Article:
For that to work, FS institutions must invest in robust data management systems and data cleaning processes to ensure high-quality data sets. As well, they will need the right talents such as AI prompt engineers, and this means hiring from a very niche and highly competitive talent pool or rapid upskilling of their people. An alternative is to engage professional services support.

With the “rise of machines,” how is the workforce in FS being reshaped?
The reshaping of the workforce is the other trend that will have a lasting impact on the FS industry. It shouldn’t be a case of “human versus machines.” Humans are the drivers, and AI is the co-pilot. At EY, we see the merits of embedding “humans@center” in all transformations and in the way businesses integrate tech and humanity. What that means is to focus on human-centred AI to create systems that harness collaboration of respective strengths. i.e., human creativity, intuition, and empathy; and GenAI’s vast repository of knowledge and analytical capabilities. For AI to be reliable, trusted, and effective, the human element must be there to audit, refine, permit, or remove non-compliant or undesirable AI outputs.
At the same time, the FS workforce will benefit from continuous upskilling – and digital literacy should have been imperative for as long as the industry has been embracing digitalisation. Specifically, consider what broader skills non-technical staff might require to better leverage LLMs, asking better questions and using only data they fully understand and not falling prey to AI’s vulnerabilities. With the impact of technology and AI, from a broader workforce transformation perspective, one can expect to see shifts that entail role redefinition; work redesigning, mobility and retention; new metrics that measure productivity and performance; and revised talent acquisition, development, and retention strategies.

You’ve mentioned sustainability as the third trend to watch. What are the new developments on this front?

Issues around ESG remain highly important. The FS sector plays a critical role in the transition to a more sustainable future. In addition to managing their own net-zero journeys and corporate impact, their influence as finance providers means they can arguably do more than any other industry to integrate long-term ESG criteria into global business and investment.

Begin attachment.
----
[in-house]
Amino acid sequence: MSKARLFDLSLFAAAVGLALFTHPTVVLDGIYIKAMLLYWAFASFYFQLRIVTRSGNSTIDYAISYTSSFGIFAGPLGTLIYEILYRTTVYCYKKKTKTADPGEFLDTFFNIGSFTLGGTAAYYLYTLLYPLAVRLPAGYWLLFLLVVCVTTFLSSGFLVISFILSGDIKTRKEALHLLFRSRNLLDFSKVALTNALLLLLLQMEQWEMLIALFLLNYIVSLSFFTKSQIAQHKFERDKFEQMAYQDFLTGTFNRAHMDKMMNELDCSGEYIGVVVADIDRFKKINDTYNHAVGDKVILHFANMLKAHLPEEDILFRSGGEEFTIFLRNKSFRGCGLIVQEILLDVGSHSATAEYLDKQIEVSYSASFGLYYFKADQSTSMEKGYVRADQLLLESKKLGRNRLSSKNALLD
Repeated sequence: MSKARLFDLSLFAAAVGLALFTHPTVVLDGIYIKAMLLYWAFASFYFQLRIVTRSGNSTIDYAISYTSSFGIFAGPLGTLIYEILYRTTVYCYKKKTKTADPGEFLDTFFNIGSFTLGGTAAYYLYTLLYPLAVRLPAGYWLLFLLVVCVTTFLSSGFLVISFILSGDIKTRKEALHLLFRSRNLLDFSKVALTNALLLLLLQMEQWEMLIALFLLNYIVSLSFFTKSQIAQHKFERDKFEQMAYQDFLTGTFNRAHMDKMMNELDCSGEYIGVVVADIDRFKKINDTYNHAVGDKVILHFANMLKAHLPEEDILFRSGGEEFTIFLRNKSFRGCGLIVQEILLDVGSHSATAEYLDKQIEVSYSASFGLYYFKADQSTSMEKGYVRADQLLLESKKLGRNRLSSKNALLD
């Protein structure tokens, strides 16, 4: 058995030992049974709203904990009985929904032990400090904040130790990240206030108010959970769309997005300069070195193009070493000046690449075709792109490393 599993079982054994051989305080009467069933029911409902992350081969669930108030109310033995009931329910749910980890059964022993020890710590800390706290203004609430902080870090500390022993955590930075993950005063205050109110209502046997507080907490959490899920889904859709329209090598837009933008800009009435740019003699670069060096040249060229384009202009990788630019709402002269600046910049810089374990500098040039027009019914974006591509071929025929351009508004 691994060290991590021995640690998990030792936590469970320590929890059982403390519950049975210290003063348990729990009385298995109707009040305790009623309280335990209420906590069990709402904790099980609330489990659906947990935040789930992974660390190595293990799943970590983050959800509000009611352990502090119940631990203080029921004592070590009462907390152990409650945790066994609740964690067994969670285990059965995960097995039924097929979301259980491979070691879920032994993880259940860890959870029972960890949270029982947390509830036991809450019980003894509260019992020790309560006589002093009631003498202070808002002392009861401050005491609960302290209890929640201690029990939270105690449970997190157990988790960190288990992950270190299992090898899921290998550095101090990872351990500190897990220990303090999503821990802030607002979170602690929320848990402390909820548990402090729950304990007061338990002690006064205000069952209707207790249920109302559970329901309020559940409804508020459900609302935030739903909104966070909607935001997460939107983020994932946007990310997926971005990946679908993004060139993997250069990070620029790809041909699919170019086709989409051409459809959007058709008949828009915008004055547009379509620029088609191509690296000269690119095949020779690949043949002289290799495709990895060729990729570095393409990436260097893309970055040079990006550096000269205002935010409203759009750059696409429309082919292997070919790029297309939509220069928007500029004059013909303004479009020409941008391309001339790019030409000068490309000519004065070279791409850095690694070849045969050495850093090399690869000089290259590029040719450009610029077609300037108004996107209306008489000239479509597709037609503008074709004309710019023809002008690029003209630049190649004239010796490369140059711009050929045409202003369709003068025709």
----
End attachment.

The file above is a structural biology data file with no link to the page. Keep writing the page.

According to the EY Sustainable Finance Index, FS institutions are making good progress and two areas of opportunities stand out. One is to strive for better governance and ensure accountability and linking remuneration and compensation to sustainability targets; the second is to align product offerings to green strategies. To that end, FS institutions can certainly forge deeper collaborations with corporate clients, in particular, those in the heavy carbon-emitting sectors, to assist with their ESG activation, and offer green financing and loans securitisation to help them drive down their emissions. Given that ESG measurement is one of the barriers to action, a number of banks are moving towards offering tools – some powered by AI – to provide greater clarity for clients around their environmental footprint, implications, and suggested corrective actions to identify potential cost and carbon savings.

As a judge at the Asian Banking & Finance Awards, what qualities and achievements do you look for in nominees that make them stand out?

Innovations that address a “white space” and create sustainable value for the organisation, its customers and employees, and other stakeholders will stand out. What makes an innovation even more distinctive is how it embeds the principles of purpose, diversity and inclusion, and humans@center in its articulation through to implementation and impact.